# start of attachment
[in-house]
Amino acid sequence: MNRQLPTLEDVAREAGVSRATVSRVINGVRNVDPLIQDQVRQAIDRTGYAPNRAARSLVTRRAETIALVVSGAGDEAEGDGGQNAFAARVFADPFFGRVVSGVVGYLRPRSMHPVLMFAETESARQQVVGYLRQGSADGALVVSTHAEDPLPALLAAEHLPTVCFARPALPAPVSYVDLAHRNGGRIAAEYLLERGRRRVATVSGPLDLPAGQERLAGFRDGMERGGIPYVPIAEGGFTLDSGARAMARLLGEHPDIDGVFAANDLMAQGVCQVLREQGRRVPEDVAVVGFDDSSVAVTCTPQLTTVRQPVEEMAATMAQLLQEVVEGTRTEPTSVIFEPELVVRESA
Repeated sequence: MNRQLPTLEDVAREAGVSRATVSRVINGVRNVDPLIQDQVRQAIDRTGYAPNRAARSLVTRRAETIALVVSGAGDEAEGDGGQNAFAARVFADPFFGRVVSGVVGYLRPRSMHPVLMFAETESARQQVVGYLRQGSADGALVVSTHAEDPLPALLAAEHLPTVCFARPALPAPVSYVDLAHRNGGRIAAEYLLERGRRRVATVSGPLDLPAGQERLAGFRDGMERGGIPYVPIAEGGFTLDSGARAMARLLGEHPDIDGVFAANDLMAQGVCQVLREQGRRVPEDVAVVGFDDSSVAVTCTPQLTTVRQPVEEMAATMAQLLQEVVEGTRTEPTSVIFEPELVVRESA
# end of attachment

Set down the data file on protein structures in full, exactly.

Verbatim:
[in-house]
Amino acid sequence: MNRQLPTLEDVAREAGVSRATVSRVINGVRNVDPLIQDQVRQAIDRTGYAPNRAARSLVTRRAETIALVVSGAGDEAEGDGGQNAFAARVFADPFFGRVVSGVVGYLRPRSMHPVLMFAETESARQQVVGYLRQGSADGALVVSTHAEDPLPALLAAEHLPTVCFARPALPAPVSYVDLAHRNGGRIAAEYLLERGRRRVATVSGPLDLPAGQERLAGFRDGMERGGIPYVPIAEGGFTLDSGARAMARLLGEHPDIDGVFAANDLMAQGVCQVLREQGRRVPEDVAVVGFDDSSVAVTCTPQLTTVRQPVEEMAATMAQLLQEVVEGTRTEPTSVIFEPELVVRESA
Repeated sequence: MNRQLPTLEDVAREAGVSRATVSRVINGVRNVDPLIQDQVRQAIDRTGYAPNRAARSLVTRRAETIALVVSGAGDEAEGDGGQNAFAARVFADPFFGRVVSGVVGYLRPRSMHPVLMFAETESARQQVVGYLRQGSADGALVVSTHAEDPLPALLAAEHLPTVCFARPALPAPVSYVDLAHRNGGRIAAEYLLERGRRRVATVSGPLDLPAGQERLAGFRDGMERGGIPYVPIAEGGFTLDSGARAMARLLGEHPDIDGVFAANDLMAQGVCQVLREQGRRVPEDVAVVGFDDSSVAVTCTPQLTTVRQPVEEMAATMAQLLQEVVEGTRTEPTSVIFEPELVVRESA